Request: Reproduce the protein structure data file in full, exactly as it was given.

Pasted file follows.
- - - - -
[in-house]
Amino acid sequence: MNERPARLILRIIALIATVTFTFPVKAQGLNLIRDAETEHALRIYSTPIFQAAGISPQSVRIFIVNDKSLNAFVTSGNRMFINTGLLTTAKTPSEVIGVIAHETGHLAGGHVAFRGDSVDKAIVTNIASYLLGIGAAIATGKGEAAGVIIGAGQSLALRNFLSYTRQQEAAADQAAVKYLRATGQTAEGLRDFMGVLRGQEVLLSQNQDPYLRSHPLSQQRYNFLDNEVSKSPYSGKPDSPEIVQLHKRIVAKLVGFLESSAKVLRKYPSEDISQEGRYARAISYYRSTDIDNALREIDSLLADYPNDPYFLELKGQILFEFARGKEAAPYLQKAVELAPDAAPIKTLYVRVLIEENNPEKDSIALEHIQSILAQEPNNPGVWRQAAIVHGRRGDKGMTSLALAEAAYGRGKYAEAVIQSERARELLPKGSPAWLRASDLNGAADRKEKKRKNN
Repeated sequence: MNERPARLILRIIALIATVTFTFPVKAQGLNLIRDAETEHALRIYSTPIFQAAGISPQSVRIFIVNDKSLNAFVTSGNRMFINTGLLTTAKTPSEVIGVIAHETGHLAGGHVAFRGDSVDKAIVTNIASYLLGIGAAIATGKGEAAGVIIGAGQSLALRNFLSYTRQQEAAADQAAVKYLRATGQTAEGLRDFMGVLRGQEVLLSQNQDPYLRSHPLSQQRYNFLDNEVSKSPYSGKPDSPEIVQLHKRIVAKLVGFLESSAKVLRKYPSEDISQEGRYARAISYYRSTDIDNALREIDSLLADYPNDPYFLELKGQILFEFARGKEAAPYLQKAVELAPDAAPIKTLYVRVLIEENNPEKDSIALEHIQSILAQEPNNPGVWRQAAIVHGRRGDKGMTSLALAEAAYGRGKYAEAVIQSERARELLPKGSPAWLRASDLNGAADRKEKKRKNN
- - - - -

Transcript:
[in-house]
Amino acid sequence: MNERPARLILRIIALIATVTFTFPVKAQGLNLIRDAETEHALRIYSTPIFQAAGISPQSVRIFIVNDKSLNAFVTSGNRMFINTGLLTTAKTPSEVIGVIAHETGHLAGGHVAFRGDSVDKAIVTNIASYLLGIGAAIATGKGEAAGVIIGAGQSLALRNFLSYTRQQEAAADQAAVKYLRATGQTAEGLRDFMGVLRGQEVLLSQNQDPYLRSHPLSQQRYNFLDNEVSKSPYSGKPDSPEIVQLHKRIVAKLVGFLESSAKVLRKYPSEDISQEGRYARAISYYRSTDIDNALREIDSLLADYPNDPYFLELKGQILFEFARGKEAAPYLQKAVELAPDAAPIKTLYVRVLIEENNPEKDSIALEHIQSILAQEPNNPGVWRQAAIVHGRRGDKGMTSLALAEAAYGRGKYAEAVIQSERARELLPKGSPAWLRASDLNGAADRKEKKRKNN
Repeated sequence: MNERPARLILRIIALIATVTFTFPVKAQGLNLIRDAETEHALRIYSTPIFQAAGISPQSVRIFIVNDKSLNAFVTSGNRMFINTGLLTTAKTPSEVIGVIAHETGHLAGGHVAFRGDSVDKAIVTNIASYLLGIGAAIATGKGEAAGVIIGAGQSLALRNFLSYTRQQEAAADQAAVKYLRATGQTAEGLRDFMGVLRGQEVLLSQNQDPYLRSHPLSQQRYNFLDNEVSKSPYSGKPDSPEIVQLHKRIVAKLVGFLESSAKVLRKYPSEDISQEGRYARAISYYRSTDIDNALREIDSLLADYPNDPYFLELKGQILFEFARGKEAAPYLQKAVELAPDAAPIKTLYVRVLIEENNPEKDSIALEHIQSILAQEPNNPGVWRQAAIVHGRRGDKGMTSLALAEAAYGRGKYAEAVIQSERARELLPKGSPAWLRASDLNGAADRKEKKRKNN